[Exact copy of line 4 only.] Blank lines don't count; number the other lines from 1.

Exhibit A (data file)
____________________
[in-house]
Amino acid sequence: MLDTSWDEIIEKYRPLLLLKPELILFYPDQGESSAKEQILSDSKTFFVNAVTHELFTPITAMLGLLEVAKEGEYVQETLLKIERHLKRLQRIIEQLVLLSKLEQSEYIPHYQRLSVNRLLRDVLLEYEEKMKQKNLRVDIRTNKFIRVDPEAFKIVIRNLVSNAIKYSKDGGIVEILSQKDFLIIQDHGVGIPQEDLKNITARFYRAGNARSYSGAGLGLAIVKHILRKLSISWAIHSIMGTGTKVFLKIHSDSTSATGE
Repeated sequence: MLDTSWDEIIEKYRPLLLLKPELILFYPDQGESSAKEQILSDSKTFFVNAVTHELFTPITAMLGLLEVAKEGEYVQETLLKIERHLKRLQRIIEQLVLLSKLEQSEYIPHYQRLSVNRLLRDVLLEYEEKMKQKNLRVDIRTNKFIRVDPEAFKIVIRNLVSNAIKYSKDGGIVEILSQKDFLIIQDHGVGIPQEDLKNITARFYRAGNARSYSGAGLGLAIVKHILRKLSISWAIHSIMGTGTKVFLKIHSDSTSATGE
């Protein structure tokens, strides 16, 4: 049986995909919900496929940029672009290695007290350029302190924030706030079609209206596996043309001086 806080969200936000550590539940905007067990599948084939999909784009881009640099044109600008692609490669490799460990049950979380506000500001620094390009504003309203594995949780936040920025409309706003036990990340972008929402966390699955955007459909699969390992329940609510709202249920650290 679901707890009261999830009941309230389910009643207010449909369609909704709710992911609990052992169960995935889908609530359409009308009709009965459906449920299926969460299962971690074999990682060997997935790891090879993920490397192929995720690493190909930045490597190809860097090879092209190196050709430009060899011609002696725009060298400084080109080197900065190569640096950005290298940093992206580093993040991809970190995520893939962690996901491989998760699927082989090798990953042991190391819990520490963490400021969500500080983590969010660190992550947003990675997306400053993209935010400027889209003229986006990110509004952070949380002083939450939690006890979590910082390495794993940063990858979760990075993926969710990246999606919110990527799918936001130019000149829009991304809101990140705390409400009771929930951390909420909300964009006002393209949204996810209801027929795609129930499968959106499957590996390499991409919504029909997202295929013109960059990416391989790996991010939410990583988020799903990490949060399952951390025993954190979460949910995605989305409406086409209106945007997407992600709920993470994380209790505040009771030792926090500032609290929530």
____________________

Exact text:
């Protein structure tokens, strides 16, 4: 049986995909919900496929940029672009290695007290350029302190924030706030079609209206596996043309001086 806080969200936000550590539940905007067990599948084939999909784009881009640099044109600008692609490669490799460990049950979380506000500001620094390009504003309203594995949780936040920025409309706003036990990340972008929402966390699955955007459909699969390992329940609510709202249920650290 679901707890009261999830009941309230389910009643207010449909369609909704709710992911609990052992169960995935889908609530359409009308009709009965459906449920299926969460299962971690074999990682060997997935790891090879993920490397192929995720690493190909930045490597190809860097090879092209190196050709430009060899011609002696725009060298400084080109080197900065190569640096950005290298940093992206580093993040991809970190995520893939962690996901491989998760699927082989090798990953042991190391819990520490963490400021969500500080983590969010660190992550947003990675997306400053993209935010400027889209003229986006990110509004952070949380002083939450939690006890979590910082390495794993940063990858979760990075993926969710990246999606919110990527799918936001130019000149829009991304809101990140705390409400009771929930951390909420909300964009006002393209949204996810209801027929795609129930499968959106499957590996390499991409919504029909997202295929013109960059990416391989790996991010939410990583988020799903990490949060399952951390025993954190979460949910995605989305409406086409209106945007997407992600709920993470994380209790505040009771030792926090500032609290929530």